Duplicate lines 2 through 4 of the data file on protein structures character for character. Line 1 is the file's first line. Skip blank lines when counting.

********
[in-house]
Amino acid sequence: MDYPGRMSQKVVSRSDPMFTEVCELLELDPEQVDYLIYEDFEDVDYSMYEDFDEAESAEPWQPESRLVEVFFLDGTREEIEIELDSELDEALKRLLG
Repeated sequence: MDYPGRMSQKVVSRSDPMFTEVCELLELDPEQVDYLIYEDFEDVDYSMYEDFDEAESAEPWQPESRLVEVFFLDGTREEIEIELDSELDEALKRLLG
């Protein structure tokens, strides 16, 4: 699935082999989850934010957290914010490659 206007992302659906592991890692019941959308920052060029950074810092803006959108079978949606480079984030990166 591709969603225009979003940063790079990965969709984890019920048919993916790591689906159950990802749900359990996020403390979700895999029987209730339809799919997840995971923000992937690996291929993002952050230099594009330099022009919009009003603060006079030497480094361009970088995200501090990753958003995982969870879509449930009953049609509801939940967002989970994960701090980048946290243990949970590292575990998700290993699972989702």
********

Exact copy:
Amino acid sequence: MDYPGRMSQKVVSRSDPMFTEVCELLELDPEQVDYLIYEDFEDVDYSMYEDFDEAESAEPWQPESRLVEVFFLDGTREEIEIELDSELDEALKRLLG
Repeated sequence: MDYPGRMSQKVVSRSDPMFTEVCELLELDPEQVDYLIYEDFEDVDYSMYEDFDEAESAEPWQPESRLVEVFFLDGTREEIEIELDSELDEALKRLLG
């Protein structure tokens, strides 16, 4: 699935082999989850934010957290914010490659 206007992302659906592991890692019941959308920052060029950074810092803006959108079978949606480079984030990166 591709969603225009979003940063790079990965969709984890019920048919993916790591689906159950990802749900359990996020403390979700895999029987209730339809799919997840995971923000992937690996291929993002952050230099594009330099022009919009009003603060006079030497480094361009970088995200501090990753958003995982969870879509449930009953049609509801939940967002989970994960701090980048946290243990949970590292575990998700290993699972989702």